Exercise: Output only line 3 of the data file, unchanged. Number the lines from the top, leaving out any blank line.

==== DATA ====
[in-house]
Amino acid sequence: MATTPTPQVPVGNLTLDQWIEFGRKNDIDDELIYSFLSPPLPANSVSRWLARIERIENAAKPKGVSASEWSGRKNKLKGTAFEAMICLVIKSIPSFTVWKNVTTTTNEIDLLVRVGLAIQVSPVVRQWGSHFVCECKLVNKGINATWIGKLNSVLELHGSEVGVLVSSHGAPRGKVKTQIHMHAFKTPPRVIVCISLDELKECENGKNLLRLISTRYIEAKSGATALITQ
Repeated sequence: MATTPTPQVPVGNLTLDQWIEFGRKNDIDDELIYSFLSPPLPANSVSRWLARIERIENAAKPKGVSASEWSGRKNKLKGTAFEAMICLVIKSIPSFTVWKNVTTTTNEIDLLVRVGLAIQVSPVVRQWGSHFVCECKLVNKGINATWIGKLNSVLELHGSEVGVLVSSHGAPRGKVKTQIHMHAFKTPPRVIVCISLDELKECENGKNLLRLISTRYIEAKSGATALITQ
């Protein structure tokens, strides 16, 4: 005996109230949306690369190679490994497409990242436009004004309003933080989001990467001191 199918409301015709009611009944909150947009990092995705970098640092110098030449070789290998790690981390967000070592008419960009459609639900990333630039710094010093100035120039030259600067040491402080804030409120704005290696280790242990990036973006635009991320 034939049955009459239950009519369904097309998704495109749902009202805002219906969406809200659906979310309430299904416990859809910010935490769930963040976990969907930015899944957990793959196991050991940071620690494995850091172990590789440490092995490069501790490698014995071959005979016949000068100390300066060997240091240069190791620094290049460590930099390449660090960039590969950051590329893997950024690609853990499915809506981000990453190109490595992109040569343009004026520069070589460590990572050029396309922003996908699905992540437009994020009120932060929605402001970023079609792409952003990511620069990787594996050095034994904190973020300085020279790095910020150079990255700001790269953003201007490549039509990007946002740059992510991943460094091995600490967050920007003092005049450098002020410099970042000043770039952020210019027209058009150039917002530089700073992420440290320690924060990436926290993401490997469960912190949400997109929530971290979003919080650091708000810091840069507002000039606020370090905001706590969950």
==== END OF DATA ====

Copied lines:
Repeated sequence: MATTPTPQVPVGNLTLDQWIEFGRKNDIDDELIYSFLSPPLPANSVSRWLARIERIENAAKPKGVSASEWSGRKNKLKGTAFEAMICLVIKSIPSFTVWKNVTTTTNEIDLLVRVGLAIQVSPVVRQWGSHFVCECKLVNKGINATWIGKLNSVLELHGSEVGVLVSSHGAPRGKVKTQIHMHAFKTPPRVIVCISLDELKECENGKNLLRLISTRYIEAKSGATALITQ